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08 November 2011


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Dr. Silverman,

I give the paper an average score. What is missing is how to use the British experiences in Malaya, Northern Ireland and Iraq to address the today’s Jihadist Movements.

Unconventional Warfare (UW) works in failed States when in support of the aspirations of an oppressed people. COIN works in a functional State against a minority population. Invasions only succeed against non-nuclear states with adequate manpower (WWII). Afghanistan could have stayed in the first category if negotiations led to an Islamic Federation where all foreigners; Arabs, Pakistanis, Indians were force out and the Americans left. UW worked in Libya. The hard part is forming functional governments after the Arab Spring revolutions.

Anyway, the only way to address the Jihadist Movement is by containment, infiltration, education, development and retaliation. The current Middle East Wars only succeeded in increasing military contractors’ portfolios and spurring religious hatred.

William RAISER

"The underwhelming performance in and around Basra contrasted with the American display of striking strategic vision and tactical ability in the realm of COIN. The publication of Field Manual (FM) 3-24, Counterinsurgency, the rise to prominence and influence of the COIN-savvy General Petraeus, the inculcation of COIN learning at all levels of the American military, and the ubiquity of COIN thinking in the United States across the academic-military divide, have all contributed to a quantum leap of American fluency in irregular warfare."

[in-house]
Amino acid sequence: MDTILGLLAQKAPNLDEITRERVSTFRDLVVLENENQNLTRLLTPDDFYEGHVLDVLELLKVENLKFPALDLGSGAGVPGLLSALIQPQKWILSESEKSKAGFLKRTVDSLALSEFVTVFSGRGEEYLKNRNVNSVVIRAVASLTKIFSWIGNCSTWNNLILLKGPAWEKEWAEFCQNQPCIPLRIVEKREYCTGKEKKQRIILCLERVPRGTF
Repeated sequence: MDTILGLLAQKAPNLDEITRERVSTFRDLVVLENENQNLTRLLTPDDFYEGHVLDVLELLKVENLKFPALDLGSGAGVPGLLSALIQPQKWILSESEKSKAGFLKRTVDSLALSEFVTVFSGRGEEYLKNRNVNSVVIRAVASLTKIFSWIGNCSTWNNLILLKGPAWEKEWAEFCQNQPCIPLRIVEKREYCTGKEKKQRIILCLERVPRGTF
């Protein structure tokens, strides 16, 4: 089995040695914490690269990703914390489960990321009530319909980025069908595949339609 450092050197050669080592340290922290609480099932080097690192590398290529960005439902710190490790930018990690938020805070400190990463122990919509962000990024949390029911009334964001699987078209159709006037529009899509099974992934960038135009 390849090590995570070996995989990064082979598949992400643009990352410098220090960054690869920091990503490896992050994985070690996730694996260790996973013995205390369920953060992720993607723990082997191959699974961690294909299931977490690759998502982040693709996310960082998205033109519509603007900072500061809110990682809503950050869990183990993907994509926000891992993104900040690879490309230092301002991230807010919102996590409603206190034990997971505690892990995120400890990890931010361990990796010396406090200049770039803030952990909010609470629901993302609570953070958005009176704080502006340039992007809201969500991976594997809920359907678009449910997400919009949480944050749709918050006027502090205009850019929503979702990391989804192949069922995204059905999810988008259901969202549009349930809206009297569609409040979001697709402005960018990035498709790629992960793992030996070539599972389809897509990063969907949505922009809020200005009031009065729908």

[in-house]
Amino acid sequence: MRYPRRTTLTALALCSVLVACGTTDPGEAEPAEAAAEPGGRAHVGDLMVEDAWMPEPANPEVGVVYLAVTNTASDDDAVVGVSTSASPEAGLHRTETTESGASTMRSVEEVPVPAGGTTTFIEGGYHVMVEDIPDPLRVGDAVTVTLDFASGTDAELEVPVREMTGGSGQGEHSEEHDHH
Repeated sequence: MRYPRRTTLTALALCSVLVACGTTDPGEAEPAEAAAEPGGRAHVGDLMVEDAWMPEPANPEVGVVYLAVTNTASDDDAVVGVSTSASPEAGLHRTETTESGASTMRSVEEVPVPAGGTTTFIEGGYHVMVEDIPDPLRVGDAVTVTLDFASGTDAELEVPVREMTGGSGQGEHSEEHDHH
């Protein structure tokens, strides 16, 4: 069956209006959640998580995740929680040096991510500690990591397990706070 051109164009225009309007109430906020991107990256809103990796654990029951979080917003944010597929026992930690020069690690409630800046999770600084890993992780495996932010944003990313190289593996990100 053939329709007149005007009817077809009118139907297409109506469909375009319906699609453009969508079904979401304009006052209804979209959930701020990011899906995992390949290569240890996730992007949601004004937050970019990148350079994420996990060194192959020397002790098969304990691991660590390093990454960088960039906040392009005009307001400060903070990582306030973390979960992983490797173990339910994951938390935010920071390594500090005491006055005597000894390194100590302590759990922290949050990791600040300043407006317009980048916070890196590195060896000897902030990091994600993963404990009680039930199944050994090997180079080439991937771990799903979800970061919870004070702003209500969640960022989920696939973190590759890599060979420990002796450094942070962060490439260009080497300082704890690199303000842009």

Given Pat's MANY pointed comments about the efficacy and appropriateness of US COIN operations in Iraq and Afghanistan, are we supposed to take this article seriously??? Perhaps with regards to British operations, but the comments on the US approach(es), I take as a joke.

The Twisted Genius

Vietnam Vet,

Amazing! You managed to summarize US military doctrine and strategy in under ten lines. You should be one of those "visitin' purfessers" as the War College.

Adam L Silverman

TTG: Not sure who you're referring to. The author of the monograph is NOT affiliated with the US Army War College other than that the Strategic Studies Institute published his monograph. The closest, geographically, he's come to being at USAWC was a faculty position at Penn State (about 2 hours or so away depending on traffic). The SSI personnel are all considered to be either research fellows or research professors. I'm the cultural advisor - not a visiting professor. We have only a handful of visiting professors - they hold rotating named chairs for one to two years at a time.